Geography Dean’s Medalist mapped her own path at ASU
Editor's note: This story is part of a series of profiles of notable spring 2020 graduates.
Amy Berry is an avid learner. Entering Arizona State University as a freshman with 50-plus college credits, Berry utilized her academic flexibility to explore different courses and majors until she found the right fit for her: geography.
“I had a lot of college credits and I had a lot of room to explore,” said Berry, who is graduating this May from the School of Geographical Sciences and Urban Planning with a Bachelor of Arts in geography and a double minor in sustainability and urban planning. “Geography really fit the bill for everything I wanted to do. It had a lot of environmental aspects, it had a lot of social aspects, I also have done a lot of coursework in geographical information systems and I found a real passion for that.”
Berry’s passion has shown through her dedication to her studies. She is this semester’s selection by the School of Geographical Sciences and Urban Planning for the Dean’s Medalist Award from The College of Liberal Arts and Sciences, a recognition reserved for the highest achieving students from the social sciences, natural sciences and humanities.
“Amy is one of the top-performing graduating seniors in our school, making the Dean's List every semester,” said Ron Dorn, a professor of geography in the School of Geographical Sciences and Urban Planning. “Faculty in our school speak glowingly about her as an elite student who performs at an exemplary level in her courses. We will all miss her and wish her the very best as she moves forward as an alumna of (our school)”
Beyond academics, Berry credits ASU for instilling a new sense of confidence in herself.
“ASU taught me to not be afraid of making mistakes, to go ahead and put myself out there,” Berry said. “I'm very naturally shy, but because of ASU — doing group projects, class presentations and working my job on campus — I've become more outgoing. I've learned how to speak to people, and I’ve really come out of my shell.”
Her advice to other students: Don’t be afraid to venture outside of the box.
“Don't be afraid to put yourself out there and take a class or something that might not be directly within your degree program,” Berry said. “Take something that's a little outside the box and explore. Maybe you'll find something that you like.”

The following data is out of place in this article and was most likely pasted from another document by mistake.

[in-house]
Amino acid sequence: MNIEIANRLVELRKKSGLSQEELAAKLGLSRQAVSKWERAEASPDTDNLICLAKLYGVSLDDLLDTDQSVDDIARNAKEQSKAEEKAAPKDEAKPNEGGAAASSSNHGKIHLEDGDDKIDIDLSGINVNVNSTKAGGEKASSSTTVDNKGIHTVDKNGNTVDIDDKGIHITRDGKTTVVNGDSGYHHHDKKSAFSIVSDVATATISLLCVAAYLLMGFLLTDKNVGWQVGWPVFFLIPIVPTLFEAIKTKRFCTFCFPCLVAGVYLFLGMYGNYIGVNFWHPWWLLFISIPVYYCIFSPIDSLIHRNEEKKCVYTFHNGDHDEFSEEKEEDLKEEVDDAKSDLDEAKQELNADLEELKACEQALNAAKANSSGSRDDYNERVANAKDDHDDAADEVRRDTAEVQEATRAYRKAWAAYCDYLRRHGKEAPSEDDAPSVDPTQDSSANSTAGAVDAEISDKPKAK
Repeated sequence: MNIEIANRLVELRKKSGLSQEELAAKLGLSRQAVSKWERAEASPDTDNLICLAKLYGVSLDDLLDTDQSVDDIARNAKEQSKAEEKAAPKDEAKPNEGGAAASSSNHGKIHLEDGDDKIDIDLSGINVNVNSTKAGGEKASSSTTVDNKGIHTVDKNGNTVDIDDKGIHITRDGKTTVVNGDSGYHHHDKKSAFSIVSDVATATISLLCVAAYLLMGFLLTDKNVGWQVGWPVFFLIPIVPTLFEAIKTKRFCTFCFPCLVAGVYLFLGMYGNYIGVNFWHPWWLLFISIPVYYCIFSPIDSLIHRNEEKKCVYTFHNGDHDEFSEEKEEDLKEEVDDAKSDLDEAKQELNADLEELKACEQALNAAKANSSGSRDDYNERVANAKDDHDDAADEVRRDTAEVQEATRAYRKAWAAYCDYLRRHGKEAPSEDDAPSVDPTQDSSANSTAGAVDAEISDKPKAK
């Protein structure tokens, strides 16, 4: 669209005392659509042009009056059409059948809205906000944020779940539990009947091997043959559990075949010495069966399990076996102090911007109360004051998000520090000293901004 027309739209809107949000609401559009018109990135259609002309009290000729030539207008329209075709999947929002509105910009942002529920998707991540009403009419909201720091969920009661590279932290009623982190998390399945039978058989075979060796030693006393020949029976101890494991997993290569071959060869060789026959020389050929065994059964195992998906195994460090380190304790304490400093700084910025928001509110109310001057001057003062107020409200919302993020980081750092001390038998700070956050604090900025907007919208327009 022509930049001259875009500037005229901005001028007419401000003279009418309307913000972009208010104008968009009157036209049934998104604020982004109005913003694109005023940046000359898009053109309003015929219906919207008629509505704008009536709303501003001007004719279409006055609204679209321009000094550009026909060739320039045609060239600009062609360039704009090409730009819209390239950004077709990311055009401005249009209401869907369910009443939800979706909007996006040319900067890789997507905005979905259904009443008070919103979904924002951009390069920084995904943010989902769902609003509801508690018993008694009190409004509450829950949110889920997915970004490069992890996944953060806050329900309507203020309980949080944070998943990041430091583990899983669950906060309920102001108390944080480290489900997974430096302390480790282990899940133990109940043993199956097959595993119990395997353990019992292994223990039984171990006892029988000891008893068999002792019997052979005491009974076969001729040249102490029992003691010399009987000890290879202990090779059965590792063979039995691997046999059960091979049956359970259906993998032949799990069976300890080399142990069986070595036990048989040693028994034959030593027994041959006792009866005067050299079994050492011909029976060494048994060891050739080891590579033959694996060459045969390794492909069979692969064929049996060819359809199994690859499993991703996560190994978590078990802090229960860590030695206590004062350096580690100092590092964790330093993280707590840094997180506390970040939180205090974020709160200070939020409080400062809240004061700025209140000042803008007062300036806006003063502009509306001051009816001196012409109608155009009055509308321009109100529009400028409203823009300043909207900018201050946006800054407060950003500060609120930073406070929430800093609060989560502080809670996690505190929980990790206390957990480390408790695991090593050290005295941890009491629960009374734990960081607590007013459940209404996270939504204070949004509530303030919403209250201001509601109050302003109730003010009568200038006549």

Ahead of commencement, we asked her a few questions about her time at ASU:
Question: Why did you choose ASU?
Answer: ASU is where my sister went. I love Arizona. I want my career to be here. ASU had in-state tuition and I was able to live at home and I had my support team here. I got to go to an absolutely great university. It was really my only choice even in high school.
Q: Which professor taught you the most important lesson while at ASU?
A: Professor Elizabeth Larson taught me the most important lesson: Do not be afraid to speak up and express a different point of view or point out bias. She would always say that we should never be disrespectful or rude, but that it's OK to ask questions if you do not understand or have a different opinion. She would also say that she did not know everything and we should not take what she, or anyone else, said as the absolute and unbiased truth.
Q: What was your favorite spot on campus, whether for studying, meeting friends or just thinking about life?
A: There’s this grassy area over by the Student Services building and the Discovery Hall building. There are rose gardens and grass and shade. It's this really pretty area. I would take a blanket and go out and stretch there.
Q: What are your plans after graduation?
A: If you were to ask me a week ago I would say I would be trying to look for a job in urban planning, but now I'm thinking about going to graduate school at ASU and starting an application in either the Master in Urban and Environmental Planning or the Master of Advanced Study in GIS and wait a little while to start my career.
Q: What is your dream job?
A: The dream job would absolutely be something in sustainability where I could use all of the skills I have gotten. Something where I could help people to be more sustainable, hopefully in a city or municipality like Phoenix.
Q: If someone gave you $40 million to solve one problem on our planet, what would you tackle?
A: I would probably try to find some way to make solar more affordable for Arizonans and for people in general.
Q: What’s the biggest take away for you from your time here at ASU?
A: I think it's: Don’t be afraid to venture outside the box. Take on a couple of risks and take on a couple of challenges. Maybe you don't think you'll succeed in it, but you’re going to try anyways.